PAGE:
Anthony Fry

Dancing Figures

exhibited 1957

Not on display

Anthony Fry 1927–2017
Oil paint on canvas
Support: 508 × 660 mm
frame: 545 × 699 × 44 mm
Purchased 1957

Catalogue entry

T00161 DANCING FIGURES c. 1957
Not inscribed.
Canvas, 20×26 (51×66).
Purchased from the Leicester Galleries (Knapping Fund) 1957.
Exh: Leicester Galleries, December 1957 (25).

The artist's exhibition at the Leicester Galleries in 1957 included a number of compositions of dancing figures in landscapes and he has continued to paint variations on this theme. He cites a short description of his paintings by Martin Froy, which seems to him to give a just account of what he is trying to do:

'It is a characteristic of Anthony Fry's earlier paintings that, though carried out from the subject with great objectivity, it was the rhythmic and directional movements through the subject in depth which interested him, and his work at this time had an affinity to Cézanne in its structure rather than to, say Monet. But the particular light in his subject was also important, and hence the mood which was often nostalgic and, in the landscapes, Arcadian.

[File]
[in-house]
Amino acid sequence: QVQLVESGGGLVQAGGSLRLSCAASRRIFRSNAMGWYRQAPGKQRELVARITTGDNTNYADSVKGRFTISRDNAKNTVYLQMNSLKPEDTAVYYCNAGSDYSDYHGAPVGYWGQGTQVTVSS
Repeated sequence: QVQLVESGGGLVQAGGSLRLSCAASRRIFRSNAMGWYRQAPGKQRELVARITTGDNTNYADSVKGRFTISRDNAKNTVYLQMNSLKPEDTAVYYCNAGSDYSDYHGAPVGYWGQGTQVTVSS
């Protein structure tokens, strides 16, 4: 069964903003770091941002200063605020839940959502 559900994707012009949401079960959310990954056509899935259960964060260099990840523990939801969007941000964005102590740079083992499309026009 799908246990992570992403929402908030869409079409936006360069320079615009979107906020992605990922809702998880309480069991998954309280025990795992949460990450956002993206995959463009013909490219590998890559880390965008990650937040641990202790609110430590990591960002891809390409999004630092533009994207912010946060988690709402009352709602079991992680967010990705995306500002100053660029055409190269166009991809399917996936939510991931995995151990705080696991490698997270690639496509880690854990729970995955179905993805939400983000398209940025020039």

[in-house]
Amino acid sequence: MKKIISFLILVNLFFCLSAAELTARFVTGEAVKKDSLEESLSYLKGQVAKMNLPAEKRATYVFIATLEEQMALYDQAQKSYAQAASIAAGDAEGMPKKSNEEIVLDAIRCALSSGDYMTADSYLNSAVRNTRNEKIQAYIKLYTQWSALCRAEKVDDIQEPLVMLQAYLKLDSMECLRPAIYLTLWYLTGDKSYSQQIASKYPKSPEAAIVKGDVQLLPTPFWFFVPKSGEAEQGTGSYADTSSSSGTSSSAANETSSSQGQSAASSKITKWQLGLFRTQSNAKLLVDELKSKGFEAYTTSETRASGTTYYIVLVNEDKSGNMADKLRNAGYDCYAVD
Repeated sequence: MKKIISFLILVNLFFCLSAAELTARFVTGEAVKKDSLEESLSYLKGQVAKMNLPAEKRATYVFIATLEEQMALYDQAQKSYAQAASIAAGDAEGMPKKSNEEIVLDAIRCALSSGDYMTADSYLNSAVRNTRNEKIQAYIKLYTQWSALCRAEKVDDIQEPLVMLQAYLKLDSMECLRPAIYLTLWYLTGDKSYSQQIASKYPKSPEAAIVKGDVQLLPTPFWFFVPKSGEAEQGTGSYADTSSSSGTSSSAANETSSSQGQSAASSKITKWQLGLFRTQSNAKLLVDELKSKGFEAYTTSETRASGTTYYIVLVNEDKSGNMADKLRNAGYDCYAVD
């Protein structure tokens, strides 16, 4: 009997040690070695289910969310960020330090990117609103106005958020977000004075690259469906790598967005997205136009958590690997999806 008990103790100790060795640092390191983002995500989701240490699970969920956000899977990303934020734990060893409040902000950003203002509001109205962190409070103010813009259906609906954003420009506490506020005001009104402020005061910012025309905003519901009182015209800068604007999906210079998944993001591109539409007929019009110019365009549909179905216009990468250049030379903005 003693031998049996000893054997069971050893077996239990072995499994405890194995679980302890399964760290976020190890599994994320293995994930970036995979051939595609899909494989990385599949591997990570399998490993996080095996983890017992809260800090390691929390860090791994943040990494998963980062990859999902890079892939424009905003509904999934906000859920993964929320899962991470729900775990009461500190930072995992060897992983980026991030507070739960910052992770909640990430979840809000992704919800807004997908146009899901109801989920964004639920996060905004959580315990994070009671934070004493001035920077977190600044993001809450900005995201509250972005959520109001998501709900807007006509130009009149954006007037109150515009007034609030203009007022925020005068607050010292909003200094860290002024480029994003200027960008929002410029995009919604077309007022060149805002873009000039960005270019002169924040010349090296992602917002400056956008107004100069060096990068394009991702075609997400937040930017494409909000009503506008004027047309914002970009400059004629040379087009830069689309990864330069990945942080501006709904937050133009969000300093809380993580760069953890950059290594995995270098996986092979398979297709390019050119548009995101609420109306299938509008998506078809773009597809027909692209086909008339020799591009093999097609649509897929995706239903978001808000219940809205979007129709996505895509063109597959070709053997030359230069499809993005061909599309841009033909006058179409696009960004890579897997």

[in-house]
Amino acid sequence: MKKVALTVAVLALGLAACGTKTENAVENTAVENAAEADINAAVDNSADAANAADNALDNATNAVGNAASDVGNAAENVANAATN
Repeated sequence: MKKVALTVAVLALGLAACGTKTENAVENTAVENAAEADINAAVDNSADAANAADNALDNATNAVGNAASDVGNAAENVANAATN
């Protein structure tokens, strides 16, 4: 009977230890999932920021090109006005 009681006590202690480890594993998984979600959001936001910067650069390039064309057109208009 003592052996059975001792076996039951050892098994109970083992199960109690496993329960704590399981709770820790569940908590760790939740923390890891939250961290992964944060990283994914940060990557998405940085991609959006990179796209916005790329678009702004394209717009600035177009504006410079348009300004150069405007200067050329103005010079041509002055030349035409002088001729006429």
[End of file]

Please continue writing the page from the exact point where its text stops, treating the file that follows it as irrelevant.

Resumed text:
'The predicament of this kind of painter at the present time is an extraordinarily difficult one. For Anthony Fry the development of the style has been made possible by his belief in a race of young people, whose surfaces, catching the light, sculpture the three dimensional design. He has escaped the ambiguities which would arise if the objects in his picture were not identifiable. More than this the figures have a scarce and touching humanity, at one with the mood of the paintings. It is a very unusual quality and has perhaps attracted more attention than the formal aspect of his work; but it may well be that it is this which is most important to the artist and that the figuration is not inevitable.’

Published in:
Mary Chamot, Dennis Farr and Martin Butlin, The Modern British Paintings, Drawings and Sculpture, London 1964, I

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